Mackenzie Knowles-Coursin for NPR
The Batwa Trail, now 2 years old, helps preserve and promote culture by having Batwa guides show tourists their traditional way of life. Batwa guides and musicians earn the equivalent of $3.25 a day. The rest of the money goes to a Batwa tribal trust and the Uganda Wildlife Authority.
Mackenzie Knowles-Coursin for NPR
Living entirely off the land, the Batwa developed a deep knowledge of the forest's plants and their uses. The benefits of these plants are still known by many of the older generation, but have been largely lost on the youth who have spent their entire lives living outside the forest.
Like other hunter-gatherers of Central Africa who've been cast out of their jungle homes, when the Batwa forest people of southwest Uganda lost their forest, they lost their identity.
The Batwa were evicted from their rain forest kingdom in 1991, when two neighboring national parks, Mgahinga and Bwindi, were created to protect shrinking habitat for the endangered mountain gorilla.
Mgahinga National Park's 13 square miles are dense with towering bamboo, braided vines, wild fruit, forest elephants and cape buffalo. The place is also filled with poignant memories for the Batwa because they can no longer live here — they can only visit.
A Novel Tourism Project
But the Batwa are heading back into their former kingdom, leading tourists through the jungle on the Batwa Trail. For $80 a person — lunch and rain gear not included — tourists can trek with the tribesmen deep into Mgahinga and encounter the lost world of the Batwa.
The Batwa Trail, now 2 years old, helps preserve and promote culture by having Batwa guides show tourists their traditional way of life.
It also generates money for the community: Batwa guides and the musicians earn the equivalent of $3.25 on days when there are tourists. The rest of the money goes to a tribal trust and the Uganda Wildlife Authority.
An estimated 250,000 to 500,000 forest peoples — "pygmy" is the more controversial label — inhabit a band of rainforest that stretches from Cameroon to Uganda. They are threatened by encroaching logging, national park evictions, racism, and health problems that come with extreme poverty.
"I live an unhappy life compared to the way we used to live in the forest," says Steven Barahirwa, the chief guide, speaking through a translator. "Now I am a squatter on other peoples' land. I don't have property of my own, just a tiny thatch hut."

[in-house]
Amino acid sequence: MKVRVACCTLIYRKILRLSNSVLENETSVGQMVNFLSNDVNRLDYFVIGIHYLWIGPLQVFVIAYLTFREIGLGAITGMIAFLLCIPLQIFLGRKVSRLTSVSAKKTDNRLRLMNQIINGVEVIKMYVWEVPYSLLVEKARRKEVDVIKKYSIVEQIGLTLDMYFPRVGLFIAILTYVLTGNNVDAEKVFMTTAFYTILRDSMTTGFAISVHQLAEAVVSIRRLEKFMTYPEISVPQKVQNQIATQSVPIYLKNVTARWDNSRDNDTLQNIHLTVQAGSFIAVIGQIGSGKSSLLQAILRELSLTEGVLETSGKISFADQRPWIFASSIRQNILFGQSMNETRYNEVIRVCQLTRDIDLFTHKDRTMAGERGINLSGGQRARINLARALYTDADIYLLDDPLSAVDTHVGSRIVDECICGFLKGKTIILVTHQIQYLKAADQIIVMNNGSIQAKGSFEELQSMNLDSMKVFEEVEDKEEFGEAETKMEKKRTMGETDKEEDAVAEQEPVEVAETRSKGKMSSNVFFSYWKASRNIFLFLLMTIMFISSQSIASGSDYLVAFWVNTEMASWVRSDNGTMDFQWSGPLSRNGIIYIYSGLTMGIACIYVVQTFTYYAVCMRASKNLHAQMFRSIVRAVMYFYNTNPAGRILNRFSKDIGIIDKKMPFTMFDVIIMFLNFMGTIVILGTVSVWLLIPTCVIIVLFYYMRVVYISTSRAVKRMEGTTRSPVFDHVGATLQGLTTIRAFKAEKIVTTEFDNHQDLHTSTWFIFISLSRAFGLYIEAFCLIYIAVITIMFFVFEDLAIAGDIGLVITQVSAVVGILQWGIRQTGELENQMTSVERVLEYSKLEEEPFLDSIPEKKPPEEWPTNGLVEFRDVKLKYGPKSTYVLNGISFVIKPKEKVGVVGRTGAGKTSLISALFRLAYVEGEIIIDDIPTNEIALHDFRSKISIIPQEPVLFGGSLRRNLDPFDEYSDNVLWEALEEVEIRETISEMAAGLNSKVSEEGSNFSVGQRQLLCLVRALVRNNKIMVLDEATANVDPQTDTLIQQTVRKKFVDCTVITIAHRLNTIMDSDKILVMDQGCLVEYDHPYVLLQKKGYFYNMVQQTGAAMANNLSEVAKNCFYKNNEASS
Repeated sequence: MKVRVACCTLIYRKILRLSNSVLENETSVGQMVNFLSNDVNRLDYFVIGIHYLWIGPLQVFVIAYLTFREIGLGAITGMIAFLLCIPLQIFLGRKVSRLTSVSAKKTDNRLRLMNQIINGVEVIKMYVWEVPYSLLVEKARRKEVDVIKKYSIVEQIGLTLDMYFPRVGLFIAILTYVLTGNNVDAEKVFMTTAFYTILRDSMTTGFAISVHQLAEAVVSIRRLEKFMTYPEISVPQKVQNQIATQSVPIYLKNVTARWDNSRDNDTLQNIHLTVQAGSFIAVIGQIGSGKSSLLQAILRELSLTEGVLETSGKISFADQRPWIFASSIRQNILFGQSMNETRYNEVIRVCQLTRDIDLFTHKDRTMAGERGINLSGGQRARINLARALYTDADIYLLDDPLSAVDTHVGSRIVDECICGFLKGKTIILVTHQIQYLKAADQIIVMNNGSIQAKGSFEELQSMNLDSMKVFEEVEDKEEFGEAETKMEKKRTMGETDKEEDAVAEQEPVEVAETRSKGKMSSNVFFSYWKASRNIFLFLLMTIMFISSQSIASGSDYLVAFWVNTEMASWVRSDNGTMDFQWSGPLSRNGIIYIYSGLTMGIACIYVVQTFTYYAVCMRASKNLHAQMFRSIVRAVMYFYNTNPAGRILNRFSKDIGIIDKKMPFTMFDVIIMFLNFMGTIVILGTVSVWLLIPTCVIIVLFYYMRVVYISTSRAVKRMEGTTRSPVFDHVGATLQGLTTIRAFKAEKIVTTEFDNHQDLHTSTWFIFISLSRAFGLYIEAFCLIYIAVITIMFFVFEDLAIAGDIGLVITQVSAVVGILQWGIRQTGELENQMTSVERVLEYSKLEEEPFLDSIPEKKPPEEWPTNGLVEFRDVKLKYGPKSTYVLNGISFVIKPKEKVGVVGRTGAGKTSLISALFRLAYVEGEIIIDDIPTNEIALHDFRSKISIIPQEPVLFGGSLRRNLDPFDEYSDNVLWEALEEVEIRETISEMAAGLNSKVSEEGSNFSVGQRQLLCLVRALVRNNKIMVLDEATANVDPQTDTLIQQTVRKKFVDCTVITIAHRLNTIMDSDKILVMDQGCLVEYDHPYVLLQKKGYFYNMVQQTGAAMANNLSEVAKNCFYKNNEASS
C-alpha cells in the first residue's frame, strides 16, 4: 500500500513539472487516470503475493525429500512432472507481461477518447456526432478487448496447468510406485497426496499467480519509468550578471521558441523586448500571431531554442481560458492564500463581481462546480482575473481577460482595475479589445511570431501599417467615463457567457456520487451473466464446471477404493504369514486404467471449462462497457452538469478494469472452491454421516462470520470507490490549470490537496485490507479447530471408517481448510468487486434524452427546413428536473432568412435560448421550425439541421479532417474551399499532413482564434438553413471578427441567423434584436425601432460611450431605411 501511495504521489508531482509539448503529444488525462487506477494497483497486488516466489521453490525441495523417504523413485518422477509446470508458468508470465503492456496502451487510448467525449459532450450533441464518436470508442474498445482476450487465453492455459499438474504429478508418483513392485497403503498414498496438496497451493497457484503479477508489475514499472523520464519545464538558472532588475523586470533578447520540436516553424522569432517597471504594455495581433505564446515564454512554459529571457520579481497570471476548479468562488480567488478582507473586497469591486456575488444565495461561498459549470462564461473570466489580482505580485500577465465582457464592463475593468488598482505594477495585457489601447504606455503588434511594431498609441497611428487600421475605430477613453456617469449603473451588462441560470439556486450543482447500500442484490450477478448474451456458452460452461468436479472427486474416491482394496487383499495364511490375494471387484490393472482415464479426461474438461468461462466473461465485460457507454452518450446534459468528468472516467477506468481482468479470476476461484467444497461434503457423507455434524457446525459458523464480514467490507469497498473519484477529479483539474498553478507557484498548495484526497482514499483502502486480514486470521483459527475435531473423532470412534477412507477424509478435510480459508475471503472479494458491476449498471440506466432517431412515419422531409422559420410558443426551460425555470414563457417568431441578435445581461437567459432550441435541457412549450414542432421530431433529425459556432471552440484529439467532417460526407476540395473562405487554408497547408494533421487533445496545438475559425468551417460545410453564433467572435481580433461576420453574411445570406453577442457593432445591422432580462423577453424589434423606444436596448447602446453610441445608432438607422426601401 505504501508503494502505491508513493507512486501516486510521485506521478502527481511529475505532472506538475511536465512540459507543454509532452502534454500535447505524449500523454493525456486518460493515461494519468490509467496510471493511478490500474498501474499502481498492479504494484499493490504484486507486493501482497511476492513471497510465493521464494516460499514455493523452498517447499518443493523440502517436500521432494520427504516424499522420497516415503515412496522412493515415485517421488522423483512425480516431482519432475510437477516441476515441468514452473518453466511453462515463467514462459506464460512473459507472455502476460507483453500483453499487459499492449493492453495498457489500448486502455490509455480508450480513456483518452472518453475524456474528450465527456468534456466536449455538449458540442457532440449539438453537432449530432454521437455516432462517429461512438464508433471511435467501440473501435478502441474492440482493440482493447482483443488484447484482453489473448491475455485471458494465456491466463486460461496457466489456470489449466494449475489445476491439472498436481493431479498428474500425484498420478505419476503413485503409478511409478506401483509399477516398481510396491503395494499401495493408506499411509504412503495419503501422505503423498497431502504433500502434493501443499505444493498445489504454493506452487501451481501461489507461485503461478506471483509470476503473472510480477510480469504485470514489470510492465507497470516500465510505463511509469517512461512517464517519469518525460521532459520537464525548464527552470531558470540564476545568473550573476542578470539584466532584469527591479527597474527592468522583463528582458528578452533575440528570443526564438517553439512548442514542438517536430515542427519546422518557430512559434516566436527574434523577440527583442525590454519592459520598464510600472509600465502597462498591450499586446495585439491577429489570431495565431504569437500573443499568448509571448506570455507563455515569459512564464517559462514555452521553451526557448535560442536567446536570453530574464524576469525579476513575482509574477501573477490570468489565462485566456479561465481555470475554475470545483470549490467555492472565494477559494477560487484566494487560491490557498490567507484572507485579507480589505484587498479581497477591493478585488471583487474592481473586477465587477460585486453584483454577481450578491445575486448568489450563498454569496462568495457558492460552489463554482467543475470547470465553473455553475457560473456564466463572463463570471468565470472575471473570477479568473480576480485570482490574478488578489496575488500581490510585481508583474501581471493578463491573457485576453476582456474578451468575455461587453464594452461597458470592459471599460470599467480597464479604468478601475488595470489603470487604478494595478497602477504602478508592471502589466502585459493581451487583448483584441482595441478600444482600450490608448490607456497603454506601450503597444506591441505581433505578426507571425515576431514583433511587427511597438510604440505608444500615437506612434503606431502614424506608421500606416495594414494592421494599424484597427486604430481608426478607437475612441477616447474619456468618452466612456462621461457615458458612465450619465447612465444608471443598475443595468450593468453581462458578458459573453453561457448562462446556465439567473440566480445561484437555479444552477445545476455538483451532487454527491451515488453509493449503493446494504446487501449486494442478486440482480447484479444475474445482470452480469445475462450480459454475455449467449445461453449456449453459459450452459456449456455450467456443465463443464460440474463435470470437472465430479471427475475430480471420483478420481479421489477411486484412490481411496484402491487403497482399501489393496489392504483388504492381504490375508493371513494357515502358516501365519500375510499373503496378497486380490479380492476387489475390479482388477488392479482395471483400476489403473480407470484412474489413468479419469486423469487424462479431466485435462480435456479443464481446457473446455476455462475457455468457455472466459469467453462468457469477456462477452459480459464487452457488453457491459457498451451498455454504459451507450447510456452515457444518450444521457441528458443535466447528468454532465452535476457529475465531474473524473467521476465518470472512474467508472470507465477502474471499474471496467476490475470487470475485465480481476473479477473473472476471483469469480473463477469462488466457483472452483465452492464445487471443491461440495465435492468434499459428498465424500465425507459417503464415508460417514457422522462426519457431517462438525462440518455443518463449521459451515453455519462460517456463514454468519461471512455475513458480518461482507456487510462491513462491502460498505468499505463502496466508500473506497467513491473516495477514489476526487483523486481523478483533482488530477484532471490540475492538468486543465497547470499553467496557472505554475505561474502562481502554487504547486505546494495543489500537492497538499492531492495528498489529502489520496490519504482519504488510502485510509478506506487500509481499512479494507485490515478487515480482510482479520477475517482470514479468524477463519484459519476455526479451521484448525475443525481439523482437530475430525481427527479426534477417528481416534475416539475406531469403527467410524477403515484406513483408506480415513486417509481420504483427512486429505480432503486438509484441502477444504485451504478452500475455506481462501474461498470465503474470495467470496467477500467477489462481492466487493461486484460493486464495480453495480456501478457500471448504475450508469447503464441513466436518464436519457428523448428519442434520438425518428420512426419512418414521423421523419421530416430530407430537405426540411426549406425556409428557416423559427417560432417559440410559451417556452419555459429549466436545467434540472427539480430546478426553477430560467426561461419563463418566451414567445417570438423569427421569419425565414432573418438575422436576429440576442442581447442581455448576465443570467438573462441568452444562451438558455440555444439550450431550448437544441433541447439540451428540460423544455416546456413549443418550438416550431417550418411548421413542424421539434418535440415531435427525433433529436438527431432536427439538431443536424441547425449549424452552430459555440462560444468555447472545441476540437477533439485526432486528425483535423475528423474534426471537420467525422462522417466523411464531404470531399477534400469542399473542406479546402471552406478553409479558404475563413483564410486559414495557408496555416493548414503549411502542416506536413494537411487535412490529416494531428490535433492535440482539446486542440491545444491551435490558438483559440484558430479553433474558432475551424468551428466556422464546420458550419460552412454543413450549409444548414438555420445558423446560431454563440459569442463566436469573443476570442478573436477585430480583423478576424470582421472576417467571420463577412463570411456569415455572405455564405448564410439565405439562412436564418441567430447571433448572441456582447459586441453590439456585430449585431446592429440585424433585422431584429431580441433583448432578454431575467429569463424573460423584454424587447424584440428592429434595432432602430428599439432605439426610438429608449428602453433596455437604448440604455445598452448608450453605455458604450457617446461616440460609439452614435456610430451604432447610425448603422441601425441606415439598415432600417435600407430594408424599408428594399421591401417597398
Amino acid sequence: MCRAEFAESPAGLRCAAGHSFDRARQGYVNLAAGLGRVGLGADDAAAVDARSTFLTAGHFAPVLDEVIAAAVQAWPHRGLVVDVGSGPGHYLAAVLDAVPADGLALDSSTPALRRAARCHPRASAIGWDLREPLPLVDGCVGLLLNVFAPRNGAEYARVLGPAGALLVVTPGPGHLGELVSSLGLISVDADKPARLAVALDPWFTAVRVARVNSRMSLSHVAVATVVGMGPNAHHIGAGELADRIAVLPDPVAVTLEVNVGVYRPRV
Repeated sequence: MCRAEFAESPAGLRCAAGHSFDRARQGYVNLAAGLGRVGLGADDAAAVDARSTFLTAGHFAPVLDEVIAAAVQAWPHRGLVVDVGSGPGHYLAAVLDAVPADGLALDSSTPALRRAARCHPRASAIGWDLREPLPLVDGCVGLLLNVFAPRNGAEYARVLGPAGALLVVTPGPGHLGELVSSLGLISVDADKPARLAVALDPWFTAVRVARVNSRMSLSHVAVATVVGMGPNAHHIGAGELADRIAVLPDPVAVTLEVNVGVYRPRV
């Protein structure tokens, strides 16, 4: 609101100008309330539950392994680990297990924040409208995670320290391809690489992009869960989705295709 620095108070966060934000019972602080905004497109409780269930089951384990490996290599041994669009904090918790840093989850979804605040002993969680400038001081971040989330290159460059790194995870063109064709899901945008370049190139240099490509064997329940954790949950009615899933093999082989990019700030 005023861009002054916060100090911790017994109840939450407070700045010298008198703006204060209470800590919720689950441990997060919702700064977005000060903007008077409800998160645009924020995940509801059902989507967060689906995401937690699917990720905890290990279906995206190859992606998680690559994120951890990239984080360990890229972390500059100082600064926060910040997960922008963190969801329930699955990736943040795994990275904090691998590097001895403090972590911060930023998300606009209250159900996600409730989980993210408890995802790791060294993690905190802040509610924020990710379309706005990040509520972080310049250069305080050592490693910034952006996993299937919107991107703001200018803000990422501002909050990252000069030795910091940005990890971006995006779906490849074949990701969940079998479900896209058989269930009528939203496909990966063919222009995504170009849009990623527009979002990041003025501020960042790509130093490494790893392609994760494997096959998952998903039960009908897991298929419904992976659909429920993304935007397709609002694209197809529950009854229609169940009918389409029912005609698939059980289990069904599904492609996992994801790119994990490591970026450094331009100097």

Barahirwa says his people make little money working for other people, carrying sacks of potatoes to market on their heads, scavenging the food that's left behind in the fields, and begging on the streets in the Ugandan town of Kisoro.
A Glimpse Into A Nearly Lost World
Over the course of a four-hour tromp through the jungle, a handful of small-framed Batwa men dressed in goatskins lead the way into their former forest lair.
They point out plants used to treat hypertension, ulcers and tapeworms, and reveal the root they use as an aphrodisiac and the wild lavender used on the wedding bed.
Batwa guides explain how they strip leathery bark off thick lianas with which to weave baskets, how they turn sections of thick bamboo into canteens, and how they make fire and smoke bees out of tree hollows so that they can harvest the honey — which is so valuable to the Batwa they use it as a bride price.
When they reach a clearing that offers a view of a sacred mountain they call the Old Man's Teeth, the guides burst into ecstatic song.
The Wildlife Authority's park manager, Hamza Kaemonges, says the trail has helped conservation.
"Most of that park was ... highly affected by poaching and other illegal activities," Kaemonges says.
Since the cultural hikes began, Kaemonges says the Batwa do not sneak back into the forest as much as they used to, to poach animals for bush meat and cut trees for firewood.
A Partial Solution
Park officials are talking with the Batwa to allow them in for occasional forays to harvest bark for baskets, wild yams, honey and medicinal plants.
It all sounds good, but it's an incomplete solution. What the tribe needs is land. During the eviction 21 years ago, two other tribes that farmed and raised cattle in Mgahinga received compensation, but the Batwa, who lived nomadically in the rain forest, got nothing.
"We agree with the conservation goals of the park, protecting wildlife and preserving the watershed," says chief guide Steven Barahirwa. "That's why we don't go in for hunting anymore. But we must have compensation because this used to be our home."
Advocacy groups such as Forest Peoples Programme and Survival International, both British, say the only real answer is to allow people like the Batwa to return to national park land, because their presence protects the forest from further encroachment.
But the Uganda Wildlife Authority is adamant that no one should live in Mgahinga National Park.
The Batwa Trail ends inside Garama Cave, a low-ceilinged lava tube beneath the mountain where the chief used to hold his councils, and where women and children hid during battle.
A choir in the darkness sings a song of sadness, the guide explains, about how the Batwa were driven from the forest, and how much they miss it.
When the trek is over, the Batwa guides and performers gather up their things and leave the national park where they were once masters. They walk down the mountain to the shantytown, where they are servants to other Ugandans, and where they will dream of a day when they may return to the forest.